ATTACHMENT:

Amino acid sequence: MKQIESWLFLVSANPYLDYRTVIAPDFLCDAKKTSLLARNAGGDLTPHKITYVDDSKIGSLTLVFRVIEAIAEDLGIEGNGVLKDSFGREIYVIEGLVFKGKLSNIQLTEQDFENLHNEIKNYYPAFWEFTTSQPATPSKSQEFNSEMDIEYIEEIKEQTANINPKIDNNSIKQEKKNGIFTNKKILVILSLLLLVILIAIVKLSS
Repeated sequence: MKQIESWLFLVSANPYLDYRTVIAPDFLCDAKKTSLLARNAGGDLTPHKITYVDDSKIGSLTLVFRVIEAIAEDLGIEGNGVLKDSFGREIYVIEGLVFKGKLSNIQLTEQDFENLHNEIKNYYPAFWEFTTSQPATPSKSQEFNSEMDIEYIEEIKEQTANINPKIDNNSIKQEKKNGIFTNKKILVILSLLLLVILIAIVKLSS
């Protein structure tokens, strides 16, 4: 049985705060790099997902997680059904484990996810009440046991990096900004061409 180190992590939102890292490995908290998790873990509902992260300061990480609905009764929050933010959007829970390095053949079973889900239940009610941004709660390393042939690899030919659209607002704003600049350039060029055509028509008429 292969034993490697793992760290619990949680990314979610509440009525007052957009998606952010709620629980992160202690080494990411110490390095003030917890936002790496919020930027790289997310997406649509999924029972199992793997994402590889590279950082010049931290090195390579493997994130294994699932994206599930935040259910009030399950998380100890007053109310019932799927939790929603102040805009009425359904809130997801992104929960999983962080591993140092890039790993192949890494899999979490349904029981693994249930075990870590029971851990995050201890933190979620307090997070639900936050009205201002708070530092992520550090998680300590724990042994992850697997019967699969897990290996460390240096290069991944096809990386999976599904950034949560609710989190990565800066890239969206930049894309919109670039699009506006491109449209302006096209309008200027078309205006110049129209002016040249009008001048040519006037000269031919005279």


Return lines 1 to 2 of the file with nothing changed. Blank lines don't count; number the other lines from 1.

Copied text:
Amino acid sequence: MKQIESWLFLVSANPYLDYRTVIAPDFLCDAKKTSLLARNAGGDLTPHKITYVDDSKIGSLTLVFRVIEAIAEDLGIEGNGVLKDSFGREIYVIEGLVFKGKLSNIQLTEQDFENLHNEIKNYYPAFWEFTTSQPATPSKSQEFNSEMDIEYIEEIKEQTANINPKIDNNSIKQEKKNGIFTNKKILVILSLLLLVILIAIVKLSS
Repeated sequence: MKQIESWLFLVSANPYLDYRTVIAPDFLCDAKKTSLLARNAGGDLTPHKITYVDDSKIGSLTLVFRVIEAIAEDLGIEGNGVLKDSFGREIYVIEGLVFKGKLSNIQLTEQDFENLHNEIKNYYPAFWEFTTSQPATPSKSQEFNSEMDIEYIEEIKEQTANINPKIDNNSIKQEKKNGIFTNKKILVILSLLLLVILIAIVKLSS